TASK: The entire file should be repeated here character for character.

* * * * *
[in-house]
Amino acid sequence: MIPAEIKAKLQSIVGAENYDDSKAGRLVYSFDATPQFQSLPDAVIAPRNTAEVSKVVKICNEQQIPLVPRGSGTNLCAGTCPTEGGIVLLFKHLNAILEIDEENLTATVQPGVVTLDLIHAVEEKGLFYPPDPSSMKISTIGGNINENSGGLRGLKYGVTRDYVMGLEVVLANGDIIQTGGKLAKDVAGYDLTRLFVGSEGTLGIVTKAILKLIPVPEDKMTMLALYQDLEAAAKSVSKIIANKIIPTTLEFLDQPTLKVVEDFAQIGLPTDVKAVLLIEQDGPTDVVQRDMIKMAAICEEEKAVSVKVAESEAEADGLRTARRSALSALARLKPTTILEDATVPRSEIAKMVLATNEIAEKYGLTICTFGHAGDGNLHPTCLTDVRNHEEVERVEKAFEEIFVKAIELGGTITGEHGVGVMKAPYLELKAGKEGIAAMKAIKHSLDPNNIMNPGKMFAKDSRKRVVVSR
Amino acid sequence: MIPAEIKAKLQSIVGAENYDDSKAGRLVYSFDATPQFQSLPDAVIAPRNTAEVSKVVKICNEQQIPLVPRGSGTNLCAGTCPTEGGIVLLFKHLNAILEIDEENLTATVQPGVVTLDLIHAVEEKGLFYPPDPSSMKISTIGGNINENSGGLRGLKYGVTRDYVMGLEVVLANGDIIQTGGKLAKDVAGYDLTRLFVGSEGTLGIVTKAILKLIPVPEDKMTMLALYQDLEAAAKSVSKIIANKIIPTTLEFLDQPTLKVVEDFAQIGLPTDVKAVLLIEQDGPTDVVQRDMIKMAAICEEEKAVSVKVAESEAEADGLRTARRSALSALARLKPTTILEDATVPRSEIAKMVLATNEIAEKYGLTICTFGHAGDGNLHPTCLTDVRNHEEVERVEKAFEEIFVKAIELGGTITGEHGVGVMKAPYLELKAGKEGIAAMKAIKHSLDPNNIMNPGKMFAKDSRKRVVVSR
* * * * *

[in-house]
Amino acid sequence: MIPAEIKAKLQSIVGAENYDDSKAGRLVYSFDATPQFQSLPDAVIAPRNTAEVSKVVKICNEQQIPLVPRGSGTNLCAGTCPTEGGIVLLFKHLNAILEIDEENLTATVQPGVVTLDLIHAVEEKGLFYPPDPSSMKISTIGGNINENSGGLRGLKYGVTRDYVMGLEVVLANGDIIQTGGKLAKDVAGYDLTRLFVGSEGTLGIVTKAILKLIPVPEDKMTMLALYQDLEAAAKSVSKIIANKIIPTTLEFLDQPTLKVVEDFAQIGLPTDVKAVLLIEQDGPTDVVQRDMIKMAAICEEEKAVSVKVAESEAEADGLRTARRSALSALARLKPTTILEDATVPRSEIAKMVLATNEIAEKYGLTICTFGHAGDGNLHPTCLTDVRNHEEVERVEKAFEEIFVKAIELGGTITGEHGVGVMKAPYLELKAGKEGIAAMKAIKHSLDPNNIMNPGKMFAKDSRKRVVVSR
Amino acid sequence: MIPAEIKAKLQSIVGAENYDDSKAGRLVYSFDATPQFQSLPDAVIAPRNTAEVSKVVKICNEQQIPLVPRGSGTNLCAGTCPTEGGIVLLFKHLNAILEIDEENLTATVQPGVVTLDLIHAVEEKGLFYPPDPSSMKISTIGGNINENSGGLRGLKYGVTRDYVMGLEVVLANGDIIQTGGKLAKDVAGYDLTRLFVGSEGTLGIVTKAILKLIPVPEDKMTMLALYQDLEAAAKSVSKIIANKIIPTTLEFLDQPTLKVVEDFAQIGLPTDVKAVLLIEQDGPTDVVQRDMIKMAAICEEEKAVSVKVAESEAEADGLRTARRSALSALARLKPTTILEDATVPRSEIAKMVLATNEIAEKYGLTICTFGHAGDGNLHPTCLTDVRNHEEVERVEKAFEEIFVKAIELGGTITGEHGVGVMKAPYLELKAGKEGIAAMKAIKHSLDPNNIMNPGKMFAKDSRKRVVVSR